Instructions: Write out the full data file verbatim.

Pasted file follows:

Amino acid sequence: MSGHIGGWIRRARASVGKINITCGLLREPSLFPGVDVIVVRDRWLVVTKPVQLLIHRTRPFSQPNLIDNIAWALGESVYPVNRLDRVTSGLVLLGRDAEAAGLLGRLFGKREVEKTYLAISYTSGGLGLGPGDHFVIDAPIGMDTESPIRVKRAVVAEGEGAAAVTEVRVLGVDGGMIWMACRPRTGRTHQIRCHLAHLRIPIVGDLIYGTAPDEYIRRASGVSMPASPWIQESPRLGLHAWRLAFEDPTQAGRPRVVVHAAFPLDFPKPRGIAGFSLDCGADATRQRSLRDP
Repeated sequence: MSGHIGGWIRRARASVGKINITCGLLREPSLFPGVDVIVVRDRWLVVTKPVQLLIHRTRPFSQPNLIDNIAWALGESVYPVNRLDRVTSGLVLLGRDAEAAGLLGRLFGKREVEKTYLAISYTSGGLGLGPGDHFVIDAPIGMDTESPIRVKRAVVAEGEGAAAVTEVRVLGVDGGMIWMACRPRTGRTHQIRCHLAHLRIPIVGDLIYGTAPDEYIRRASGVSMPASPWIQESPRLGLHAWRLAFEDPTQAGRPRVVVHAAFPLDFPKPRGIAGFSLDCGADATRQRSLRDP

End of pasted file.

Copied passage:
Amino acid sequence: MSGHIGGWIRRARASVGKINITCGLLREPSLFPGVDVIVVRDRWLVVTKPVQLLIHRTRPFSQPNLIDNIAWALGESVYPVNRLDRVTSGLVLLGRDAEAAGLLGRLFGKREVEKTYLAISYTSGGLGLGPGDHFVIDAPIGMDTESPIRVKRAVVAEGEGAAAVTEVRVLGVDGGMIWMACRPRTGRTHQIRCHLAHLRIPIVGDLIYGTAPDEYIRRASGVSMPASPWIQESPRLGLHAWRLAFEDPTQAGRPRVVVHAAFPLDFPKPRGIAGFSLDCGADATRQRSLRDP
Repeated sequence: MSGHIGGWIRRARASVGKINITCGLLREPSLFPGVDVIVVRDRWLVVTKPVQLLIHRTRPFSQPNLIDNIAWALGESVYPVNRLDRVTSGLVLLGRDAEAAGLLGRLFGKREVEKTYLAISYTSGGLGLGPGDHFVIDAPIGMDTESPIRVKRAVVAEGEGAAAVTEVRVLGVDGGMIWMACRPRTGRTHQIRCHLAHLRIPIVGDLIYGTAPDEYIRRASGVSMPASPWIQESPRLGLHAWRLAFEDPTQAGRPRVVVHAAFPLDFPKPRGIAGFSLDCGADATRQRSLRDP